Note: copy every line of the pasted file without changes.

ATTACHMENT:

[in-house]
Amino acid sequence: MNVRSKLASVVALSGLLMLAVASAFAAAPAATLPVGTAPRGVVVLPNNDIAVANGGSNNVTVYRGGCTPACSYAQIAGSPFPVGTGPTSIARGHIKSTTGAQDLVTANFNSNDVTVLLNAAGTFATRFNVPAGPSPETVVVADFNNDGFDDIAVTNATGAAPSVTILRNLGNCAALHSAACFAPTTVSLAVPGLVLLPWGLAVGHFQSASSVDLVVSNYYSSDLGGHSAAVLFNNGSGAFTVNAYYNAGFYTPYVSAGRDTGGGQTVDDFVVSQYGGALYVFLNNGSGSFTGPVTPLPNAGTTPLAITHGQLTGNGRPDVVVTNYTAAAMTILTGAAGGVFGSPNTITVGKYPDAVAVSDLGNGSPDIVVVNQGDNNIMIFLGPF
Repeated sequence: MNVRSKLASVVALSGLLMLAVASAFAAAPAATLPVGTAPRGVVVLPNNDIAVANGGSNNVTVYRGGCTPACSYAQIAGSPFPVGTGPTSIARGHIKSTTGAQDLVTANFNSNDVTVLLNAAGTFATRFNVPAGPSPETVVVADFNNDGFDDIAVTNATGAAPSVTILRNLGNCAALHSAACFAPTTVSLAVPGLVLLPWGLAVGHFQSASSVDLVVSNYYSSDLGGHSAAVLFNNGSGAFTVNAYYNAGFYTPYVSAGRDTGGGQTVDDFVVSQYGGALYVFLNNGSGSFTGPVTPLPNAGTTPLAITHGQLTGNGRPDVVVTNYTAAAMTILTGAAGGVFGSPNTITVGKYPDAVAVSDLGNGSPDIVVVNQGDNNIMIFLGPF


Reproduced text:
[in-house]
Amino acid sequence: MNVRSKLASVVALSGLLMLAVASAFAAAPAATLPVGTAPRGVVVLPNNDIAVANGGSNNVTVYRGGCTPACSYAQIAGSPFPVGTGPTSIARGHIKSTTGAQDLVTANFNSNDVTVLLNAAGTFATRFNVPAGPSPETVVVADFNNDGFDDIAVTNATGAAPSVTILRNLGNCAALHSAACFAPTTVSLAVPGLVLLPWGLAVGHFQSASSVDLVVSNYYSSDLGGHSAAVLFNNGSGAFTVNAYYNAGFYTPYVSAGRDTGGGQTVDDFVVSQYGGALYVFLNNGSGSFTGPVTPLPNAGTTPLAITHGQLTGNGRPDVVVTNYTAAAMTILTGAAGGVFGSPNTITVGKYPDAVAVSDLGNGSPDIVVVNQGDNNIMIFLGPF
Repeated sequence: MNVRSKLASVVALSGLLMLAVASAFAAAPAATLPVGTAPRGVVVLPNNDIAVANGGSNNVTVYRGGCTPACSYAQIAGSPFPVGTGPTSIARGHIKSTTGAQDLVTANFNSNDVTVLLNAAGTFATRFNVPAGPSPETVVVADFNNDGFDDIAVTNATGAAPSVTILRNLGNCAALHSAACFAPTTVSLAVPGLVLLPWGLAVGHFQSASSVDLVVSNYYSSDLGGHSAAVLFNNGSGAFTVNAYYNAGFYTPYVSAGRDTGGGQTVDDFVVSQYGGALYVFLNNGSGSFTGPVTPLPNAGTTPLAITHGQLTGNGRPDVVVTNYTAAAMTILTGAAGGVFGSPNTITVGKYPDAVAVSDLGNGSPDIVVVNQGDNNIMIFLGPF